A new game for Truckee area chambers
Sun News Service
NEVADA COUNTY “-Nevada County supervisors on Tuesday will unveil a new series of criteria by which local chambers of commerce and other organizations may bid for a share of the county’s tourism promotion budget.
The proposal would effectively replace a system where the county’s chambers of commerce receive a lump sum of money each to spend as they see fit with a model where each organization must request the money on a “contract for service basis.”
Supervisors say the new model will be a better use of the $115,000 currently given annually to the area chambers of commerce by having each organization adhere to a set of criteria, including a caveat that the organizations who receive grants for their marketing proposals do so for projects and events designed to bring out-of-county tourists to the area.
The proposal also includes creation of a countywide visitors conference to increase tourism-related business county-wide, taking over the regional tourism responsibility from the existing chambers of commerce, while creating a Nevada County Chamber of Commerce to represent business members in unincorporated areas of the county.
Supporters of the plan say it creates accountability for chambers of commerce seeking scarce county dollars. Opponents, including the Nevada City Chamber of Commerce, worry that their marketing budgets will be slashed and therefore won’t be able to provide services they have for more than 100 years.
“Right now, there’s been very little accountability as to what’s being done for the entire county,” said 4th District supervisor Hank Weston, who represents Penn Valley. Weston said the chambers have lacked an outreach to other areas outside of the county.
Weston, who brought up the issue several months ago, said other groups that could benefit from the county’s tourism cash, such as Nevada County Grown, which promotes local produce, and a wine growers association that hosts an annual wine-tasting tour, have so far been shut out of the money given annually to the chambers. This new process, where each group must present a plan for the money they seek, is more inclusive.
“There’s been no way for these other groups to touch that money,” Weston said.
District 5 Supervisor Ted Owens, who sits on the ad hoc visitors and conference committee, was blunt.
“This funding has become an entitlement to the chambers, like welfare,” he said.
One of the problems, Owens said, is the transient occupancy tax, paid for when hotel guests fill rooms in Nevada County, is going to cities, not the outlying areas — which the supervisors represent.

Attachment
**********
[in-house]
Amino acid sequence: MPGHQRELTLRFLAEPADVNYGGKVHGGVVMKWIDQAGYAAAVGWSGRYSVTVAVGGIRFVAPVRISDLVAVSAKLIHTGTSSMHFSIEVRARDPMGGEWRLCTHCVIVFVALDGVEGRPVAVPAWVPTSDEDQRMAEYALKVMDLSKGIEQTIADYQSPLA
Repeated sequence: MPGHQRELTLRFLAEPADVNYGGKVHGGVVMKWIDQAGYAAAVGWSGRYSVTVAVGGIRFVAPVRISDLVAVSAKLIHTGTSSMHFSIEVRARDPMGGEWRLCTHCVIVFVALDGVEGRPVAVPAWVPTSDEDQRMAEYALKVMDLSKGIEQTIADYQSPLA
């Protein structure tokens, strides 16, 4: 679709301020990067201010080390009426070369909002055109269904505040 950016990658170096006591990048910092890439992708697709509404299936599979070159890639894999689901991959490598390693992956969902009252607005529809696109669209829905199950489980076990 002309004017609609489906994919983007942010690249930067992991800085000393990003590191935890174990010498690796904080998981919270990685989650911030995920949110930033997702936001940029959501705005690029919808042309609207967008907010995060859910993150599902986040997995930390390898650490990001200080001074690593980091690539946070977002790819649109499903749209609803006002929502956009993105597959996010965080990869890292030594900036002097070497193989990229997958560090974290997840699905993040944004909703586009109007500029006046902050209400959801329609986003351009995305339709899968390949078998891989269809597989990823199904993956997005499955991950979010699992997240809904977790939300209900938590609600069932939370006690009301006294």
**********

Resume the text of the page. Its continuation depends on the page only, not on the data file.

“I want to know where the money we give these groups is going and how it benefits the taxpayer. In the past, the chambers have been unable to tell us where the money is going and how it’s being spent.”
Owens said a similar system has worked well in Truckee between the town and the local chamber of commerce.
Members of the Nevada City Chamber of Commerce and the Grass Valley/Nevada City Chamber of Commerce receive funding from the county. Their directors contend the money received goes to benefit the entire county and promote events for everyone, not just local residents.
Nevada City Chamber of Commerce Executive Manager Cathy Whittlesey worries that the chamber’s marketing budget would be wiped out if they had to apply for money on a contract-for-services basis.
The chamber funds a part-time publicist at $9,000 a year from the county’s coffers. That individual, Dave Carter, also serves the Grass Valley chamber with press materials and he also handles media requests from television, radio and print customers looking to promote the area.
“To cut him off right now, in the summer, I think would be short sighted of the supervisors,” she said. “It’s so important to have a professional do what he does.”
The money used by the chambers isn’t an entitlement, Whittlesey said.
“Our towns are the attraction. They’re getting a service for very little money,” she said.
Whittlesey and Mary Ann Mueller, who runs the Grass Valley/Nevada County Chamber, have said they serve as clearinghouses not only for their local events, but for events throughout the county, and that out-of-town visitors use their facilities often as the first place they visit in Nevada County.
Others say the new model can bring other groups on board to market the area.
John Zurflueh, who runs the Nevada County Convention and Visitors Bureau, said the grant system offers better fiscal accountability.
“It many not be the best system in the world, but it could level the playing field.”
The bureau was established last summer and subsists on a $1 per night room surcharge assessed by seven area hotels.
The board is expected to craft a request-for-proposal plan at Tuesday’s meeting.
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